Very glad I asked. The foam stuff would be too bulky in what I have chased out in the wall. I'll go to the shops and ask for some thinner stuff this week hopefully.

    I was going to to it this Wednesday when the boy is in day care, but the weather is cooling down enough for a couple hours fishing!!!
    Like they say work is only for people that don't know how to fish.
    Regards Bazza

    Skype Username: bazzabushy

    "Experience is a hard teacher because she gives the test first, the lesson afterwards."
    -Vernon Sanders Law

    The views expressed by the poster are general in nature and any advice should be taken in this vein. The poster accepts no responsibility if this advice is used. When undertaking any work personal professional advice should be sought from suitably qualified persons in the field of work being undertaken.


  21. #21
    PLU.MBR.BL.DR. bricks's Avatar
    Join Date
    Jan 2007
    Location
    Adelaide - West
    Age
    42
    Posts
    643

    Default

    Hey bloke wrap your pipe in normal grey duct tape, this will work well enough. The new copper pipes are thinner material ( cheap rubbish ) so it will corrode faster than old copper would have. Grey tape will do it, thats what i use, yes im a plumber, just make sure there are no holes in it ( do a good job)

    Lagging will not work as it is porous and will let moisture through.

    When you fill the chase up, try doin the corners on one day and then the next day when its hard you will find it a lot easier to bend the taps into a level position.
    If you dont play it, it's not an instrument!

  22. #22
    1K Club Member journeyman Mick's Avatar
    Join Date
    May 2003
    Location
    Kuranda, paradise, North Qld
    Age
    61
    Posts
    1,782

    Default

    Quote Originally Posted by bricks View Post
    ................Lagging will not work as it is porous and will let moisture through.........................
    What, the green plastic lagging that comes on the pipes? (Kemlag) I seriously doubt that.

    Mick
    "If you need a machine today and don't buy it,

    tomorrow you will have paid for it and not have it."

    - Henry Ford 1938

  23. #23
    Diamond Member Barry_White's Avatar
    Join Date
    Oct 2003
    Location
    Kentucky NSW near Tamworth, Australia
    Age
    84
    Posts
    1,196

    Default

    Quote Originally Posted by journeyman Mick View Post
    What, the green plastic lagging that comes on the pipes? (Kemlag) I seriously doubt that.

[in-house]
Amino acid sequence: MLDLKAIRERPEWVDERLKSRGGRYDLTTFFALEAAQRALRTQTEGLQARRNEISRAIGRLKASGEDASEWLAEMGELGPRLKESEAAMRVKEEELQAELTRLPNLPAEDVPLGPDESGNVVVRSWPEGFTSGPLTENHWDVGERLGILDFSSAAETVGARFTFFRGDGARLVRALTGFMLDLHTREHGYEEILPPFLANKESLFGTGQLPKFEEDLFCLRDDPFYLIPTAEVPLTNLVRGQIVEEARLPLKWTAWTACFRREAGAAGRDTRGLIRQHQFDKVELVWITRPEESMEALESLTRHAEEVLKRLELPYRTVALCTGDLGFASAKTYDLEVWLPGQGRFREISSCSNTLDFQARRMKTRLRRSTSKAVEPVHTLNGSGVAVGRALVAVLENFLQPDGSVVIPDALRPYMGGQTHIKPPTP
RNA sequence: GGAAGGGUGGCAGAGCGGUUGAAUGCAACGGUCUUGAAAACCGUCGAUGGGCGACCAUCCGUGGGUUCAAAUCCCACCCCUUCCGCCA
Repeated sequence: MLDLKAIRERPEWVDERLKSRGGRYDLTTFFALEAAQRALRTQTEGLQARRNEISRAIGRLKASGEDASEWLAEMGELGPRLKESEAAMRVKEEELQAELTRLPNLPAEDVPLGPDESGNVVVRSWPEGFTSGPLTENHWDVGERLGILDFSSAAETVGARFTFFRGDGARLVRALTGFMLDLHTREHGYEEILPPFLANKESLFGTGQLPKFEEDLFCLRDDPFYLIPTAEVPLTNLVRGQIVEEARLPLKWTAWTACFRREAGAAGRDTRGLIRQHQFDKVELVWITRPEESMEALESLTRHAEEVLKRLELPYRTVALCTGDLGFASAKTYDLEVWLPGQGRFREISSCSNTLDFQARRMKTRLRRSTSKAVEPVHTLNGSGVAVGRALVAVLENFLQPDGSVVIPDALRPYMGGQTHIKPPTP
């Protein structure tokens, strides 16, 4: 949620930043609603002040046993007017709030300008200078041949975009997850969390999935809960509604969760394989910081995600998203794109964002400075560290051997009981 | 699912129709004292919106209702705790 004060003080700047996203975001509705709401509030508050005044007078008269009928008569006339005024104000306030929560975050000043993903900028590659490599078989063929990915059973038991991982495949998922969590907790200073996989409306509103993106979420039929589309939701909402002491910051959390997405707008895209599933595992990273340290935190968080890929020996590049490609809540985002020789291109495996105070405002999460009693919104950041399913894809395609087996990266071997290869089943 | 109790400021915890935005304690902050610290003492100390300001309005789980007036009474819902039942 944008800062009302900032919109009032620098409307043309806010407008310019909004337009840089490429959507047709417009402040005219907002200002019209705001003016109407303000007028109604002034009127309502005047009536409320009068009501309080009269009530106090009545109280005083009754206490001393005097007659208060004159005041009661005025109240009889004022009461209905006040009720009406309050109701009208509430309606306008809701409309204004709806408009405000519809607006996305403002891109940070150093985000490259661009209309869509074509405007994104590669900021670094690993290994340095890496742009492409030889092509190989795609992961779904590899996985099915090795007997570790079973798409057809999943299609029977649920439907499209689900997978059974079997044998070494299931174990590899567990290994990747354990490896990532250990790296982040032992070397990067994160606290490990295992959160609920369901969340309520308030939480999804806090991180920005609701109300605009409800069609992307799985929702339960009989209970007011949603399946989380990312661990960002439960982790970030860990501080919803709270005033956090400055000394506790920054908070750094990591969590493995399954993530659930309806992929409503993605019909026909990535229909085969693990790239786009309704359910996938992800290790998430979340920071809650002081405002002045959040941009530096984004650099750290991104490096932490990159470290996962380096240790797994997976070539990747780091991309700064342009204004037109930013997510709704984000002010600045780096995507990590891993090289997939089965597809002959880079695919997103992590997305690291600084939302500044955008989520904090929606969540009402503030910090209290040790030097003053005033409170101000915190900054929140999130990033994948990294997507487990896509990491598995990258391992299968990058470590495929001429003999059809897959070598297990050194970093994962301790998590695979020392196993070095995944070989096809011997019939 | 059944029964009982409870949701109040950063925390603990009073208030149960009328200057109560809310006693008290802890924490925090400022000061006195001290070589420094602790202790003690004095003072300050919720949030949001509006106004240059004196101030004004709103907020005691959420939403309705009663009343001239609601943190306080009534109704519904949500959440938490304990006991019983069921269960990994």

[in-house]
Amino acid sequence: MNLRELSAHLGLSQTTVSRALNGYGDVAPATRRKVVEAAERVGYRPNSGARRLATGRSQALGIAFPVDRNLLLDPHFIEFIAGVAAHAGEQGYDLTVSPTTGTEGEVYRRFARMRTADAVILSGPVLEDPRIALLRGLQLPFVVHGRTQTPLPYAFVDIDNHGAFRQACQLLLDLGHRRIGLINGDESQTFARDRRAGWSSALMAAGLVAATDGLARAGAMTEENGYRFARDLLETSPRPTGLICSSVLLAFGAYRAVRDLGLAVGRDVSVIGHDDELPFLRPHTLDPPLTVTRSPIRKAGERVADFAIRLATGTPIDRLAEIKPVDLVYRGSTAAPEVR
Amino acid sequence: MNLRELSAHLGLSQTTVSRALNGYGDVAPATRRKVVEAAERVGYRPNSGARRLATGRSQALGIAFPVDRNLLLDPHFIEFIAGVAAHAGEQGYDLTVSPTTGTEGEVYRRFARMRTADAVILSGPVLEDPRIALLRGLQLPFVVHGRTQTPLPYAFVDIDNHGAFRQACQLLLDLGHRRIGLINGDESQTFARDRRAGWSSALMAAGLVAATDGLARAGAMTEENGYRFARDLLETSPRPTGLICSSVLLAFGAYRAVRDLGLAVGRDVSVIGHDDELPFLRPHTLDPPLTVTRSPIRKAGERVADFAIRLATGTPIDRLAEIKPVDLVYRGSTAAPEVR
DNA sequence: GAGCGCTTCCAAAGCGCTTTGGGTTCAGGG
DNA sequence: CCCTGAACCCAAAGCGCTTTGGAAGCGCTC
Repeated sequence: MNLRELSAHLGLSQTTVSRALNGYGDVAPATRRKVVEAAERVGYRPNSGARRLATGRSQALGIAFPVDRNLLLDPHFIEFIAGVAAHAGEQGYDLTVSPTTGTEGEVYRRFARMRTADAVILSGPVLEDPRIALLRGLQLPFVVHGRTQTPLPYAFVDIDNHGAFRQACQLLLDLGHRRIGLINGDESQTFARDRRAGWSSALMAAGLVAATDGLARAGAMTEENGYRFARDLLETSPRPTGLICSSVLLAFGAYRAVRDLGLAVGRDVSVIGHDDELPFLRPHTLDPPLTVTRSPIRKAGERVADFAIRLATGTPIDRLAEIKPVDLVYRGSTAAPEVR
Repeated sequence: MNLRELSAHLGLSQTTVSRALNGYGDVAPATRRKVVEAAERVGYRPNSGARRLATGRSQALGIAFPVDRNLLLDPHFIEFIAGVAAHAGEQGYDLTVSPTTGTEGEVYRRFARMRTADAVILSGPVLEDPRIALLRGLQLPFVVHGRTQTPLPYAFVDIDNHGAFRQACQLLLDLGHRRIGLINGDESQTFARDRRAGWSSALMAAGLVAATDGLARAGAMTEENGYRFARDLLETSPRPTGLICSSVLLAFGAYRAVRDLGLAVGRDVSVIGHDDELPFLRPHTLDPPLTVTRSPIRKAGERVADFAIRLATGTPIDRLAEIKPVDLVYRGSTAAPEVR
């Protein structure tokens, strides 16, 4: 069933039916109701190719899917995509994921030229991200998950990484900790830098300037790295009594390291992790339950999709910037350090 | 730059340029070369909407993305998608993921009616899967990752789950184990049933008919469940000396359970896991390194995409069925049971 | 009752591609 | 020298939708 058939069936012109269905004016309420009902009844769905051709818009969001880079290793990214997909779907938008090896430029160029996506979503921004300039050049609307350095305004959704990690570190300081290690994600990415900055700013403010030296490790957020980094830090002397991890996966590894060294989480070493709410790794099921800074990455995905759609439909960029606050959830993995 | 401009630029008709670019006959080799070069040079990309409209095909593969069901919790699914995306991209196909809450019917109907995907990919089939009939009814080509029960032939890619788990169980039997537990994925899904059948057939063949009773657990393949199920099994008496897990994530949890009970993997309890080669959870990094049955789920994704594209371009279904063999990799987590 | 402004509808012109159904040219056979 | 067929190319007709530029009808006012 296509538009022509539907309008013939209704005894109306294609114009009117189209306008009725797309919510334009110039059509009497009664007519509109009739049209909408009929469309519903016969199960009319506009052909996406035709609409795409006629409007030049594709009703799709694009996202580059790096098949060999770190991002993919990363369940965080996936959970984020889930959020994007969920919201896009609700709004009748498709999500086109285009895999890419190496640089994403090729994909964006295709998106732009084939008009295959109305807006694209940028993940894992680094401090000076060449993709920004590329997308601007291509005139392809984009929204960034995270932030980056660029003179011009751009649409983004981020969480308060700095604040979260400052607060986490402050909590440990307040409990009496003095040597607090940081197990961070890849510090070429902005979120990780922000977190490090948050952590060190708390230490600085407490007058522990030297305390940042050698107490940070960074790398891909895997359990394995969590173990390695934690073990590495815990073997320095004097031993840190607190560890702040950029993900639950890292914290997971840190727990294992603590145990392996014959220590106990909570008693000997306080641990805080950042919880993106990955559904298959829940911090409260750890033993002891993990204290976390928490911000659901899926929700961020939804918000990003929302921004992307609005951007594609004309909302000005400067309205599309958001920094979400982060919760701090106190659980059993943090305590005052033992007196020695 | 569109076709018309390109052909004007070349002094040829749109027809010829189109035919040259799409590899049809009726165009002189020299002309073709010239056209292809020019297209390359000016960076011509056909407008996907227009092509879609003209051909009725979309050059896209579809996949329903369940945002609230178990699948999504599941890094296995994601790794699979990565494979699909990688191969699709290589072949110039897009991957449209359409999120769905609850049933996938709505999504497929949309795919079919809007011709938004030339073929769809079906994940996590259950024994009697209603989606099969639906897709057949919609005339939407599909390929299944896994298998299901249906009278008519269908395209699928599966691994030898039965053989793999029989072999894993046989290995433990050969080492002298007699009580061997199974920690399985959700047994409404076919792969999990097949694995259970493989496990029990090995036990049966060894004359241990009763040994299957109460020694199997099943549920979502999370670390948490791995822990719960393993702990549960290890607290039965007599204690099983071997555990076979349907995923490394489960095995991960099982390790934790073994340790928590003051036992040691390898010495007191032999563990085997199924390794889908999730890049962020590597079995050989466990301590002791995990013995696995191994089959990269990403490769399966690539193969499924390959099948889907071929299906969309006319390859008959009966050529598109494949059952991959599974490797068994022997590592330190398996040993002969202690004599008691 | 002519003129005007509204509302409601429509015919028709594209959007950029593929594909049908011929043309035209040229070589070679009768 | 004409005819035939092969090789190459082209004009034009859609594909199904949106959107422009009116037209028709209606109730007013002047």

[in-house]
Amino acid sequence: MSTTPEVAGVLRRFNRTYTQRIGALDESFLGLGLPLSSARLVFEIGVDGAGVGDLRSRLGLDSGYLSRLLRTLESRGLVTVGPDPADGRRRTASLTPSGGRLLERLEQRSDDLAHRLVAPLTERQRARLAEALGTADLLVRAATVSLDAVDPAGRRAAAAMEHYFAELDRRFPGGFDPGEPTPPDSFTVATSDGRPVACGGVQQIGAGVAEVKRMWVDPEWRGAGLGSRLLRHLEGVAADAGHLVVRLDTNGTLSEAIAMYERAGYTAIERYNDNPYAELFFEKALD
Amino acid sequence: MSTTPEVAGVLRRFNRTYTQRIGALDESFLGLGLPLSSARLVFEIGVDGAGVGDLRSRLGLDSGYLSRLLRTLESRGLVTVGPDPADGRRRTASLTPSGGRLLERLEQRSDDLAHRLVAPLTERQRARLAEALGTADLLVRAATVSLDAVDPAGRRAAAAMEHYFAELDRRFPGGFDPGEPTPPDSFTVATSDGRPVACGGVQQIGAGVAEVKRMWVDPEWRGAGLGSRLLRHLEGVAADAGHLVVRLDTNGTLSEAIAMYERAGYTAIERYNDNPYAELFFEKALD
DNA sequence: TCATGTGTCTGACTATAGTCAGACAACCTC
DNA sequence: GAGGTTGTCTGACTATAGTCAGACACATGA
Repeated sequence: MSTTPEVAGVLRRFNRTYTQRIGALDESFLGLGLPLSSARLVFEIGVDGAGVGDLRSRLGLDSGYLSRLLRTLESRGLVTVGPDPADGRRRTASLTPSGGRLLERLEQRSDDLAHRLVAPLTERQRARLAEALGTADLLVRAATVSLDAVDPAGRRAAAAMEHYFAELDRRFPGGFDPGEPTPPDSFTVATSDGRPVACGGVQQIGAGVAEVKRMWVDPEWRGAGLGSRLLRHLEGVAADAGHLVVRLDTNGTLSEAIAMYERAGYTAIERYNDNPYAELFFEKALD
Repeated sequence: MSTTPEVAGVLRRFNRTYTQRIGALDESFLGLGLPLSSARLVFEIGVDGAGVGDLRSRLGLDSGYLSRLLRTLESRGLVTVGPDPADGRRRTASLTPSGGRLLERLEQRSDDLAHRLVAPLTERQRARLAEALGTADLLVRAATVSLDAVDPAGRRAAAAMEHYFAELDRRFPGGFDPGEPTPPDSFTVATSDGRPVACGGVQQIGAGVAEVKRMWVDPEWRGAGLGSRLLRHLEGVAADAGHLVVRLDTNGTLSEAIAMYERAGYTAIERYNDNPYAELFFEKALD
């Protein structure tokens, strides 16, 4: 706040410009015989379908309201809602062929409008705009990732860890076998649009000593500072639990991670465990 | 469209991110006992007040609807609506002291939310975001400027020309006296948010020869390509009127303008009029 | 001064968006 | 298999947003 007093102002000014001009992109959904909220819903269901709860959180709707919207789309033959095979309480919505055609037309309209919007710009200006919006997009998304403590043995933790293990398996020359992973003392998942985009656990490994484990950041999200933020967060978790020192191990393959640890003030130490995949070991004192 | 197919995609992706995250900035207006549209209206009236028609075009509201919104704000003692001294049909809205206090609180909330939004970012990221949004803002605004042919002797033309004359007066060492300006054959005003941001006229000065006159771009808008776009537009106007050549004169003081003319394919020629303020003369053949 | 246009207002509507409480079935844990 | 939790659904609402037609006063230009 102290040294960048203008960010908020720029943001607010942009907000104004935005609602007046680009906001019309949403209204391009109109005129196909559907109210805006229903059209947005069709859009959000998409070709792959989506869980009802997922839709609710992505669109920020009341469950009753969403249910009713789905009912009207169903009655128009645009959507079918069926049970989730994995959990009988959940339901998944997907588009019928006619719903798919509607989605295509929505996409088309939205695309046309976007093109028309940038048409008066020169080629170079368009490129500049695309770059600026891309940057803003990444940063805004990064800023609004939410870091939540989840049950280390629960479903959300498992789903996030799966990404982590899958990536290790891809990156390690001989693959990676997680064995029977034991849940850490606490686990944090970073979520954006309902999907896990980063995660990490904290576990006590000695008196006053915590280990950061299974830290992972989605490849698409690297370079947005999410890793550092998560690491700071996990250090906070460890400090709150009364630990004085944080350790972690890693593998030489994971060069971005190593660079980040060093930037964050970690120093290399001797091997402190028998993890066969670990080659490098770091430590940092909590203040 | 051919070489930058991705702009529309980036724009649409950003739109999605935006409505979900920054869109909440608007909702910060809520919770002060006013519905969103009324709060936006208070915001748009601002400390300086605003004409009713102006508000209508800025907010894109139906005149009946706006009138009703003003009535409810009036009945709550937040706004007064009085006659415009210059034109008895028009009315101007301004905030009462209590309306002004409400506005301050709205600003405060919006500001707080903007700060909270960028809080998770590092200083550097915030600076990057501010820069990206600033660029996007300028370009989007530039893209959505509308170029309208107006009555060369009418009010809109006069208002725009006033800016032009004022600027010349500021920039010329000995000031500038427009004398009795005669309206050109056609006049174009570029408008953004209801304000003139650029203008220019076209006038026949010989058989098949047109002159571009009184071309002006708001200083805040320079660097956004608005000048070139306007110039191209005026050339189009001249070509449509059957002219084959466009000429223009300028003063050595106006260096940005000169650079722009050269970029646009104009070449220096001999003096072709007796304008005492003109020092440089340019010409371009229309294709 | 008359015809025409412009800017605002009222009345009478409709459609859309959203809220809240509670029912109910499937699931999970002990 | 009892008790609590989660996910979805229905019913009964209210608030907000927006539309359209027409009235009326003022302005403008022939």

Mick
    I agree with Mick. I have had Kemlag buried in soil for years and dug it up and the only area where moisture has got in is in the end where the Kemlag is cut and then it it has only gone in by capillary action a couple of inches. Kemlag is a closed cell foam so moisture doesn't penetrate.

    The chances of moisture getting in a pipe that has been rendered in is remote unless the pipe is leaking.

    The corrosion is started by the wet cement coming in contact with the copper and sets up a chemical reaction.

    Like you say bricks grey duct tape will do the job anyway.
    Regards Bazza

    Skype Username: bazzabushy

    "Experience is a hard teacher because she gives the test first, the lesson afterwards."
    -Vernon Sanders Law

    The views expressed by the poster are general in nature and any advice should be taken in this vein. The poster accepts no responsibility if this advice is used. When undertaking any work personal professional advice should be sought from suitably qualified persons in the field of work being undertaken.


  24. #24
    PLU.MBR.BL.DR. bricks's Avatar
    Join Date
    Jan 2007
    Location
    Adelaide - West
    Age
    42
    Posts
    643

    Default

    Sorry Mick but eventually the kemlag will have to come off when it is heated or joined, and i was talking about the black foam insulation that someone suggested re smileys last post, plus you could put your kids through private school for the cost of kemlag.
    If you dont play it, it's not an instrument!

  25. #25
    1K Club Member journeyman Mick's Avatar
    Join Date
    May 2003
    Location
    Kuranda, paradise, North Qld
    Age
    61
    Posts
    1,782

    Default

    Most of the jobs I've been on Kemlag has been used for all hot water and wherever pipes are chased into the blockwork. Combinations are usually covered in stripped off plastic lagging if it's around and any bare bits or joints etc are covered in duct tape. I reckon that by the time you factor in the labour component to wrap bare copper in tape then it's more expensive not to use kemlag. Wasting dollars to save cents, I reckon.

    Mick
    "If you need a machine today and don't buy it,

    tomorrow you will have paid for it and not have it."

    - Henry Ford 1938

Similar Threads

  1. trying to solder copper pipe
    By barned01 in forum Plumbing
    Replies: 28
    Last Post: 26th Jun 2008, 07:56 AM
  2. shower copper tray
    By cabman in forum Bathrooms
    Replies: 3
    Last Post: 19th Nov 2007, 09:10 PM
  3. Removing roots from pipes without replacing pipes
    By Williamstown in forum Plumbing
    Replies: 8
    Last Post: 8th Oct 2007, 12:27 AM
  4. Copper pipes in brick and plaster wall
    By juan in forum Plumbing
    Replies: 5
    Last Post: 11th Jul 2007, 08:34 AM
  5. Replies: 54
    Last Post: 15th Feb 2007, 07:49 PM

Posting Permissions

  • You may not post new threads
  • You may not post replies
  • You may not post attachments
  • You may not edit your posts
  •